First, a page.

Blue-eyed Darner is a widespread and common dragonfly throughout
County. The vast majority are males seen in flight, patrolling
like the ones above. Territories tend to be over shallow open water on
ponds, lakes, marshes, and river edges. Dragonflies are very difficult
to photograph in flight, so it took many attempts to take these images.
photos (top two
shots) 7 Oct 2006 Salinas
River near Salinas MTY
photo (directly above) 19 Sep 2006
Laguna Grande MTY
Perched darners are rarely observed but are a lovely treat when
(above). Males have bright blue eyes, a blue face, brown thorax with
stripes, and a multicolored abdomen of brown, black, and blue.
& below) 5 Oct 2006 Laguna
Females are not often seen because they come
into the breeding
territories only to mate or lay eggs, and spend the rest of their time
away from water. It took me months to finally find a female perched
and she was quite old and beat up (notice the very ragged wings).
have colorful patterns like males but typically the stripes and spots
green or yellow instead of blue, and the eyes can be yellow, green, or
This captured female Blue-eyed shows in
closer detail the complex
pattern on the abdomen, the ovipositor under the 9th abdominal segment,
and the simple cerci of female darners.
The male and female Blue-eyed Darners (below)
are "in wheel," or
mating, while hanging to a tule stem on a small farm pond. Note that
female has blue-and-brown eyes, and blue spots on her abdomen. She is
more similar to male Blue-eyed Darners than the green-and-yellow
shown above. Females are exceeding variable in this species. After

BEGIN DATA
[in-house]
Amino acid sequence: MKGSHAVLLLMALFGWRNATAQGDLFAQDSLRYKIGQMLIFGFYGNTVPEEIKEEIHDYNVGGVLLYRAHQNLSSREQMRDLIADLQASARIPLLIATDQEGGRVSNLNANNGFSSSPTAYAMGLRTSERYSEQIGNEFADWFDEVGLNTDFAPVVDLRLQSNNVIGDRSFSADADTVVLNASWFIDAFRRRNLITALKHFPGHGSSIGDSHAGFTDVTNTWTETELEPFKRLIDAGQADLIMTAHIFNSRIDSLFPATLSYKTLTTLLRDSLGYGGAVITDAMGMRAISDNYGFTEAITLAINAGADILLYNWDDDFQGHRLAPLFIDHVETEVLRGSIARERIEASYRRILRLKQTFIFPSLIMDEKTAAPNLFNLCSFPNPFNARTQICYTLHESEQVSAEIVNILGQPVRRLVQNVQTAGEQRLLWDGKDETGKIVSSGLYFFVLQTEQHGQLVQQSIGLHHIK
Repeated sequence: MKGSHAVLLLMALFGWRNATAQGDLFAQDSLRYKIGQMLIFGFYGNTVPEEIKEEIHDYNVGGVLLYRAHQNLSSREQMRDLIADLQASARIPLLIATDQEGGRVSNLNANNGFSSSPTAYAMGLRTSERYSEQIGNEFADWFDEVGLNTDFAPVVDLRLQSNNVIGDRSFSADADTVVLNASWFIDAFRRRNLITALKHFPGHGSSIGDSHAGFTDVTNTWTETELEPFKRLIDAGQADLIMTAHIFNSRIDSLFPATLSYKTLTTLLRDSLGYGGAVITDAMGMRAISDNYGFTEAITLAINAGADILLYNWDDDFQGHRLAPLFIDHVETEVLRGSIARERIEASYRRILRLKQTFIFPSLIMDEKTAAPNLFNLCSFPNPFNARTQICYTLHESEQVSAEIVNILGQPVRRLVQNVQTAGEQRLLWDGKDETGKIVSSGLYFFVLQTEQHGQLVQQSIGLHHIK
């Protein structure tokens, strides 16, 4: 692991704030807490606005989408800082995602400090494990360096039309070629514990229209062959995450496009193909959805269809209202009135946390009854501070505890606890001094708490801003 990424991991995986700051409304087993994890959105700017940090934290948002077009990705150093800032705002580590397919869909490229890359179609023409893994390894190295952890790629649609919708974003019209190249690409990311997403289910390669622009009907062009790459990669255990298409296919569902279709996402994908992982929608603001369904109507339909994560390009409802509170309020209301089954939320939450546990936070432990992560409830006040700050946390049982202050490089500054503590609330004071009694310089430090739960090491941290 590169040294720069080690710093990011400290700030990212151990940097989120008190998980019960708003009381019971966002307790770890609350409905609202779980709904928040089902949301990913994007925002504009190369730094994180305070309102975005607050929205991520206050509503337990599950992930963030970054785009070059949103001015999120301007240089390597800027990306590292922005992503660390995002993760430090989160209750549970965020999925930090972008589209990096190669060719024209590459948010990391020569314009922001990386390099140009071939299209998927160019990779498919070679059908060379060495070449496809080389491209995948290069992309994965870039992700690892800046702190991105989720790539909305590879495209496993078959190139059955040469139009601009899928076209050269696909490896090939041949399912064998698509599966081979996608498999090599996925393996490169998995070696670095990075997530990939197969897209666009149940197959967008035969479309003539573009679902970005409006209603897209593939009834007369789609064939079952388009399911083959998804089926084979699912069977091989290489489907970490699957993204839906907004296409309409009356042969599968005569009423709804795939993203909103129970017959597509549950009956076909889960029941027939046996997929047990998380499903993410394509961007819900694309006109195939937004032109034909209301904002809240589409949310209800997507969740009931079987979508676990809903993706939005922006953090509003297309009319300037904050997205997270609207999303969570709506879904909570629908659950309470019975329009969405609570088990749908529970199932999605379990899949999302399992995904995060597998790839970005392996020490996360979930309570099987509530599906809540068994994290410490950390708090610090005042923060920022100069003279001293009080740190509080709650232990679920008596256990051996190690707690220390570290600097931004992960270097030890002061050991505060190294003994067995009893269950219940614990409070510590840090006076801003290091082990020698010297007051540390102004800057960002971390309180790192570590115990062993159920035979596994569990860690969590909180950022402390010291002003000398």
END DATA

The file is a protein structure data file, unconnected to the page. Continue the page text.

females primarily oviposit on their own — not guarded by the male, nor
in tandem. The ones I have observed have been ovipositing among
reeds at the edges of lakes and ponds.
Photo (above) 10
Aug 2006 near Soledad
|When not patrolling mating territories, males —
as well as females
— forage widely over open country. Open grassy areas can be used as
feeding grounds; the shot (below) shows a male Blue-eyed Darner
over manicured lawn at Laguna Grande Park in Seaside, next to a
Glider. On 24 July 2006, Rita Carratello and I watched over 40 darners
hunting together at Laguna Grande in huge feeding assemblages. The next
day, dozens of Blue-eyed Darners were foraging over coastal chaparral
Pt. Lobos State Reserve on a sunny day.
Darner is common and widespread in Monterey County. The map (right)
some representative locales at which it has been recorded, but it
occurs everywhere throughout the lowlands, especially around water. It
seems to generally avoid wooded and shady areas, and streams in the
appear to be dominated by Walker's Darner. Foragers and migrant
Darners could be seen anywhere, including montane ridges or even over
ocean. Blue-eyed Darner was the first dragonfly documented in the
with one collected as long ago as 22 July 1919 (#Calif. Acadey of
The full flight dates of Blue-eyed Darner in
MTY are not yet documented.
To date, records stretch from 8 June-2 December, but elsewhere in
this species has been seen from mid-March to November (Manolis 2003).
late date is among the latest on record in the State.
I was very fortunate to find a perched
Blue-eyed Darner during
my very first day out looking for odes. I took this photo (below). This
success surely helped to 'hook' me on searching for these beautiful
Photo (above) 7
July 2006 Carmel River mouth
This is a perched female right near the end
of the season: indeed,
the date (2 Dec) is among the latest documented in California. Notice
this particular female is andromorphic — her pattern is like a
male except for the brown eyes, brown face, and female terminal
plus vulvar spine — while the females earlier on the page were
(i.e., having a distinct green-and-brown female pattern).
Photo (above) 2
Dec 2006 Carmel River mouth
- Manolis, T. 2003. Dragonflies and Damselflies of
California. Univ. of
Major identification web sites with much information on California
For sites with excellent photos to compare for identification or to
Many of these sites have links to other useful pages. Kathy Biggs's
is particularly useful in her selection of links.
All photos © Don Roberson 2007
Page created 6-9
Oct 2006, updated 3 Dec 2006